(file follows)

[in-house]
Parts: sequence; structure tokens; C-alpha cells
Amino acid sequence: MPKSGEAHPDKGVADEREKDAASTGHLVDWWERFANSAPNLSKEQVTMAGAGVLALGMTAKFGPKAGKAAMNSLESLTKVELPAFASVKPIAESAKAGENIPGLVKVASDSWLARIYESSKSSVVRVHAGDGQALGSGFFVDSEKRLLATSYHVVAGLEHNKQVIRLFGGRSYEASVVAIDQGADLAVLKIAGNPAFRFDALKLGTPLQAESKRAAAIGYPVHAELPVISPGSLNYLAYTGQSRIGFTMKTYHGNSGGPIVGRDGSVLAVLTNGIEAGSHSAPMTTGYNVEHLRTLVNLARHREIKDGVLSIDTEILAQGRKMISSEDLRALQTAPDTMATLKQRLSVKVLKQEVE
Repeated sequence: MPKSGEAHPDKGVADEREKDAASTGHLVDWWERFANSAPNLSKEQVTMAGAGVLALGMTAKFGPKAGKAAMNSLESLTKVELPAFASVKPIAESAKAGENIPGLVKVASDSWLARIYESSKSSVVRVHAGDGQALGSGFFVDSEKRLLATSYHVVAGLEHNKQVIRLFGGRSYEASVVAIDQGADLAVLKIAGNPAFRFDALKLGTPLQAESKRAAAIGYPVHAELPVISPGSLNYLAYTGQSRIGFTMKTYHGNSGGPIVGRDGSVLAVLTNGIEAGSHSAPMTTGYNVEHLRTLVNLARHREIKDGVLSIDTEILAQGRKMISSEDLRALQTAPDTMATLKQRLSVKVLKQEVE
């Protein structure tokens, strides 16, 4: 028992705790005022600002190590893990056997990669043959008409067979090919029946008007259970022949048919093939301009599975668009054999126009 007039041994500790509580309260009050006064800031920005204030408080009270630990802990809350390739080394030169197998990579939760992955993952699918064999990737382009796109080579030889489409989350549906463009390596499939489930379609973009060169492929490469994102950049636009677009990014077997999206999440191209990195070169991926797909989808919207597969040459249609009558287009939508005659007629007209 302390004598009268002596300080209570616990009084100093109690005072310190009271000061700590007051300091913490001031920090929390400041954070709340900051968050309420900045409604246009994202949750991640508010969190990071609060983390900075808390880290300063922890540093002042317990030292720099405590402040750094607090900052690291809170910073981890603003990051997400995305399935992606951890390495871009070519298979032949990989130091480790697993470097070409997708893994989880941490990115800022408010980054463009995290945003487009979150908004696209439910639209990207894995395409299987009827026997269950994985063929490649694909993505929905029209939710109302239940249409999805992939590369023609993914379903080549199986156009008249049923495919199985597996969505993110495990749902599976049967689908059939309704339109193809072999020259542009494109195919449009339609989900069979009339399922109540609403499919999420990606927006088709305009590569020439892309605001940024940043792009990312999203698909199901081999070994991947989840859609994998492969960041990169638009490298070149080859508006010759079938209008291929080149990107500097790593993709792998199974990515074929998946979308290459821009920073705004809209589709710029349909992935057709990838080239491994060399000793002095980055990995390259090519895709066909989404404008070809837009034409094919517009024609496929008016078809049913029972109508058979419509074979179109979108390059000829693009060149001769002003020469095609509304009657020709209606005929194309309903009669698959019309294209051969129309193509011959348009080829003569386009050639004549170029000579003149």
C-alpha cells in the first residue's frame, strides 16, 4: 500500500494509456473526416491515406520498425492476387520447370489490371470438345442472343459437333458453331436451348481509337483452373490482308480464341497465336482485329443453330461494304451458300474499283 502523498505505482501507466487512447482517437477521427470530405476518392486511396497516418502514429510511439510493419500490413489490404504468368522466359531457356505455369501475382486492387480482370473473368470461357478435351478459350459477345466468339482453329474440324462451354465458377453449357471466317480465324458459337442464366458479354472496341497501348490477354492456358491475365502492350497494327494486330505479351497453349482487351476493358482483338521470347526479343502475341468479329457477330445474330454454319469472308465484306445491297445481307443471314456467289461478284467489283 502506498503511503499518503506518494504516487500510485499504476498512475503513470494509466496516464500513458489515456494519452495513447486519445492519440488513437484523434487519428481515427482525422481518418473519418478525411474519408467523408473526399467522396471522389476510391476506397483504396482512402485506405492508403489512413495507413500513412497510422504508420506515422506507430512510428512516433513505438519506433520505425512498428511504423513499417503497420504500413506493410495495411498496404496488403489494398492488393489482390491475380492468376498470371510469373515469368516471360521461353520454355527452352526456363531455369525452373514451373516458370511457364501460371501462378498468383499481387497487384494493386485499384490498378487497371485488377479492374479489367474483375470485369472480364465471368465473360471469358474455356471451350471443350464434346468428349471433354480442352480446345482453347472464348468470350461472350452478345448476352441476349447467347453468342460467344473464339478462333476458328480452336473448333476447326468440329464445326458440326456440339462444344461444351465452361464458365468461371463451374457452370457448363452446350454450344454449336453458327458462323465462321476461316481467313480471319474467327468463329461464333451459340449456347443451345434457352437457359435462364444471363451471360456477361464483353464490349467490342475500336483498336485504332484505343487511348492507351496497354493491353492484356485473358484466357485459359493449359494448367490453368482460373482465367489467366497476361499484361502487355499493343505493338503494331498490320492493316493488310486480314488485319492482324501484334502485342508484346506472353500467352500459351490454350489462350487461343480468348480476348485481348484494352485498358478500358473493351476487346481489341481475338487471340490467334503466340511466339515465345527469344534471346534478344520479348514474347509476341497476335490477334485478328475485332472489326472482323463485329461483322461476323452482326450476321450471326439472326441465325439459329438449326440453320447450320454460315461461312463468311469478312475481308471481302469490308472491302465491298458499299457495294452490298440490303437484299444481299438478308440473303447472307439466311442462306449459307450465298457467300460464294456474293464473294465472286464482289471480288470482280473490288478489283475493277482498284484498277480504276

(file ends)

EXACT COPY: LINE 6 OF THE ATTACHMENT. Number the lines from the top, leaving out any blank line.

C-alpha cells in the first residue's frame, strides 16, 4: 500500500494509456473526416491515406520498425492476387520447370489490371470438345442472343459437333458453331436451348481509337483452373490482308480464341497465336482485329443453330461494304451458300474499283 502523498505505482501507466487512447482517437477521427470530405476518392486511396497516418502514429510511439510493419500490413489490404504468368522466359531457356505455369501475382486492387480482370473473368470461357478435351478459350459477345466468339482453329474440324462451354465458377453449357471466317480465324458459337442464366458479354472496341497501348490477354492456358491475365502492350497494327494486330505479351497453349482487351476493358482483338521470347526479343502475341468479329457477330445474330454454319469472308465484306445491297445481307443471314456467289461478284467489283 502506498503511503499518503506518494504516487500510485499504476498512475503513470494509466496516464500513458489515456494519452495513447486519445492519440488513437484523434487519428481515427482525422481518418473519418478525411474519408467523408473526399467522396471522389476510391476506397483504396482512402485506405492508403489512413495507413500513412497510422504508420506515422506507430512510428512516433513505438519506433520505425512498428511504423513499417503497420504500413506493410495495411498496404496488403489494398492488393489482390491475380492468376498470371510469373515469368516471360521461353520454355527452352526456363531455369525452373514451373516458370511457364501460371501462378498468383499481387497487384494493386485499384490498378487497371485488377479492374479489367474483375470485369472480364465471368465473360471469358474455356471451350471443350464434346468428349471433354480442352480446345482453347472464348468470350461472350452478345448476352441476349447467347453468342460467344473464339478462333476458328480452336473448333476447326468440329464445326458440326456440339462444344461444351465452361464458365468461371463451374457452370457448363452446350454450344454449336453458327458462323465462321476461316481467313480471319474467327468463329461464333451459340449456347443451345434457352437457359435462364444471363451471360456477361464483353464490349467490342475500336483498336485504332484505343487511348492507351496497354493491353492484356485473358484466357485459359493449359494448367490453368482460373482465367489467366497476361499484361502487355499493343505493338503494331498490320492493316493488310486480314488485319492482324501484334502485342508484346506472353500467352500459351490454350489462350487461343480468348480476348485481348484494352485498358478500358473493351476487346481489341481475338487471340490467334503466340511466339515465345527469344534471346534478344520479348514474347509476341497476335490477334485478328475485332472489326472482323463485329461483322461476323452482326450476321450471326439472326441465325439459329438449326440453320447450320454460315461461312463468311469478312475481308471481302469490308472491302465491298458499299457495294452490298440490303437484299444481299438478308440473303447472307439466311442462306449459307450465298457467300460464294456474293464473294465472286464482289471480288470482280473490288478489283475493277482498284484498277480504276